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Abbott-style pre-k bill filed

From the inbox:

pre-k

State Representatives Eric Johnson (D-Dallas) and Marsha Farney (R-Georgetown) today filed a bill to provide incentive payments to school districts to provide full-day, quality pre-kindergarten. To receive the incentives, districts would be required to adopt best practices identified through research as delivering the best return on educational investment. Texas’ current system funds only a half-day of pre-k and does not ask school districts to meet any substantial quality standards. The Johnson-Farney bill builds on a framework proposed by Governor Abbott last year.

“The research is in, and it shows that full-day pre-k is one of the best investments we can make in education. It can cut the achievement gap for children in poverty in half and will reduce future spending on remedial education, special education and the criminal justice system. If we’re serious about improving public education, we’ve got to get serious about full-day pre-k,” said Rep. Johnson.

The bill contains several transparency and accountability measures designed to ensure that taxpayer dollars are invested wisely. Participating districts will report much more information on student achievement, teacher performance, program design and parental involvement to the state under the new plan. The plan expressly prohibits any new standardized, high-stakes tests, but uses existing assessments to measure program effectiveness when students enter kindergarten and the 3rd grade.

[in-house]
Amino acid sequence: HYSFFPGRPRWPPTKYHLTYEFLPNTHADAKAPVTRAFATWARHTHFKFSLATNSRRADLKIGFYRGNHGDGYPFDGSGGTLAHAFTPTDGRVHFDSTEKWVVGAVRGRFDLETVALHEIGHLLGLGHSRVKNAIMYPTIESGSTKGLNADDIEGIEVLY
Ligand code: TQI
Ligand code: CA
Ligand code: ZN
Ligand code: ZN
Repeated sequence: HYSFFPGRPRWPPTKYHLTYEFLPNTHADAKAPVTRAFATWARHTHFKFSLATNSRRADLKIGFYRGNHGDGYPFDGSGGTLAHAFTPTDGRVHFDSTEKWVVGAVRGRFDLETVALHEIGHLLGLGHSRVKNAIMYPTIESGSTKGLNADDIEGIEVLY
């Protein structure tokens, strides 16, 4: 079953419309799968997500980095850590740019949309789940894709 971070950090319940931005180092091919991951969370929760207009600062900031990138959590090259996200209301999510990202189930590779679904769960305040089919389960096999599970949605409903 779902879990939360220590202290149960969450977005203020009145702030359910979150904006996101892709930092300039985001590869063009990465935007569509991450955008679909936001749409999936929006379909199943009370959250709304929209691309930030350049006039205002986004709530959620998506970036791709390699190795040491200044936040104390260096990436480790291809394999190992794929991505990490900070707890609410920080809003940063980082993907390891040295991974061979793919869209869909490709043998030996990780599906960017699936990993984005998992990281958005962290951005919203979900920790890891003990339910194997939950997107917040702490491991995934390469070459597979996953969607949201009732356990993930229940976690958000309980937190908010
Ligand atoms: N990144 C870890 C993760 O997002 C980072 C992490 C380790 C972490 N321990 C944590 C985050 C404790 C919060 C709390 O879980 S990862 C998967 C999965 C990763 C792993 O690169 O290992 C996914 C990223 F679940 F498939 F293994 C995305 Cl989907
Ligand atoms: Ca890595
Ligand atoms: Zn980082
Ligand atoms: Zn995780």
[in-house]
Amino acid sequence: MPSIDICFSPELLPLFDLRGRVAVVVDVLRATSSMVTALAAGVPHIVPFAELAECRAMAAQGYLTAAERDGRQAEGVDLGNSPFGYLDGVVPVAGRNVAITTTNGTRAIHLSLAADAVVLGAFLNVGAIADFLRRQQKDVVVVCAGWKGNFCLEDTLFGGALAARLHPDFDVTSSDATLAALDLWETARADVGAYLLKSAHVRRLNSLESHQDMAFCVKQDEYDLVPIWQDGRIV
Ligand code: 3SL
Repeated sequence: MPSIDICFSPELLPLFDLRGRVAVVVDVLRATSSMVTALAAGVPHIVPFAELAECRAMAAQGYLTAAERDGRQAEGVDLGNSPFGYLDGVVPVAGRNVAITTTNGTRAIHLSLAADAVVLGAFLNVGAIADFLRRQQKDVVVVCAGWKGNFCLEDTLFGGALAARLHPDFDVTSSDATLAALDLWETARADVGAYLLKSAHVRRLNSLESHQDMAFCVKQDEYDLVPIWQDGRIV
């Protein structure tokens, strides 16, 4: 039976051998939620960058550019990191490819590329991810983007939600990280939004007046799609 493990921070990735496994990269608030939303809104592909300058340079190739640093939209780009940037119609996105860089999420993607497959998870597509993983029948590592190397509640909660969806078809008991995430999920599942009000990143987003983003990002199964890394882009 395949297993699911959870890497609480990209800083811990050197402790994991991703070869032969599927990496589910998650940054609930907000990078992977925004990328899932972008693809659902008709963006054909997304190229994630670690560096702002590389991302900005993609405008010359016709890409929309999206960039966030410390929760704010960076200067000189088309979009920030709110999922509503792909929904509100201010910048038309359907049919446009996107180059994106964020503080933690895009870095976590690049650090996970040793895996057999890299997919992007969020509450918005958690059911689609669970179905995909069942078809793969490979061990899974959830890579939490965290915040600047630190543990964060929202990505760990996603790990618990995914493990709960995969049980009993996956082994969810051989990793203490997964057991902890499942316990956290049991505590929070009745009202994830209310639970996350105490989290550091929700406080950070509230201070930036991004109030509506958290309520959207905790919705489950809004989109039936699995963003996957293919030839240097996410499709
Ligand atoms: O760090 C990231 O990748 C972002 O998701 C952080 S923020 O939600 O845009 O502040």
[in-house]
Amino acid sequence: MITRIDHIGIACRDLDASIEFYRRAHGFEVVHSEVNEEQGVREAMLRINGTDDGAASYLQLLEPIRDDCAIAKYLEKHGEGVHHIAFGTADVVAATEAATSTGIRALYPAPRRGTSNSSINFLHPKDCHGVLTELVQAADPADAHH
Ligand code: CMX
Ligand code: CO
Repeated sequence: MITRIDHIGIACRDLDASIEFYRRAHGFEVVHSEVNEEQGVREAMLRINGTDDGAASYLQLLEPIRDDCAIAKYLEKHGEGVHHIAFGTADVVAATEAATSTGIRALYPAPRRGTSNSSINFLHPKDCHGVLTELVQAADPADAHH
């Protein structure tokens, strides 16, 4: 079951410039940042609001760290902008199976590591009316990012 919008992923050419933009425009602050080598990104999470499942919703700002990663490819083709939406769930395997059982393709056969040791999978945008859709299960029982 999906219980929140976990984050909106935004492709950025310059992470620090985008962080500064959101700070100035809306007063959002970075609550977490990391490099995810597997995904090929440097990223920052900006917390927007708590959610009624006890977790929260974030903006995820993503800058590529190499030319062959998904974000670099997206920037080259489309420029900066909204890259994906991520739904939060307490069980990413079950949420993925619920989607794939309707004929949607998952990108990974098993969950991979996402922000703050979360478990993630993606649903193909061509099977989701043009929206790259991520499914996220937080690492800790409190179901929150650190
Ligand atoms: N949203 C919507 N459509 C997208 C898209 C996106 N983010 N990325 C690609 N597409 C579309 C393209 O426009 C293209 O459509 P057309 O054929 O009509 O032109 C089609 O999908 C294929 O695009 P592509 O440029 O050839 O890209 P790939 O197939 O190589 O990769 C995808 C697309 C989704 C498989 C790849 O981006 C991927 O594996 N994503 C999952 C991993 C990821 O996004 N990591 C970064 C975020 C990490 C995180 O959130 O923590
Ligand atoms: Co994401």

The proposal has the general support of a wide array of stakeholders, including business associations, school districts, children’s advocacy groups, private schools and municipal leaders, including the Dallas Regional Chamber, Dallas Mayor Mike Rawlings, Dallas Independent School District, the Commit Partnership, the Dallas Early Education Alliance, the ChildCareGroup (Dallas), Texas Association of Business, Children at Risk, Greater Austin Chamber of Commerce, and Austin Mayor Steve Adler.

The bill in question is HB 1100. The full press release, which contains a list of supporters, is here. Reps. Johnson and Farney first announced their intent to file such a bill last week – here’s the fact sheet and framework that came with the earlier announcement. As you know, I am skeptical of Abbott’s approach, which would still leave funding for pre-k well below 2011 levels, when it was decimated along with most everything else in the hysteria budget of that cycle. This is better than nothing, and given a choice between it and nothing, I’ll take this. Best case scenario, it works well enough to be a springboard for something more, assuming we have any funds left over after Dan Patrick finishes giving out tax cuts to the wealthy. That counts for progress these days. The Trib has more.

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One Comment

  1. Socialization, our young children need it in order to be successful designers, leaders, spouses, and parents, and professionals. In today’s society, media is robbing our children of meaningful, human to human interactions that promote relationships and networking in the career field. Having full time Prekindergarten is a wonderful investment in our young Texas children’s lives. Recent research confirms that the first five years are particularly important for the development of the child’s brain, and the first three years are the most critical in shaping the child’s brain architecture. Early experiences provide the base for the brain’s organizational development and functioning throughout life. They have a direct impact on how children develop learning skills as well as social and emotional abilities. Children learn more quickly during their early years than at any other time in life. Therefore, lets provide them a safe academic environment where they will receive nutritional, socially, and developmentally appropriate learning.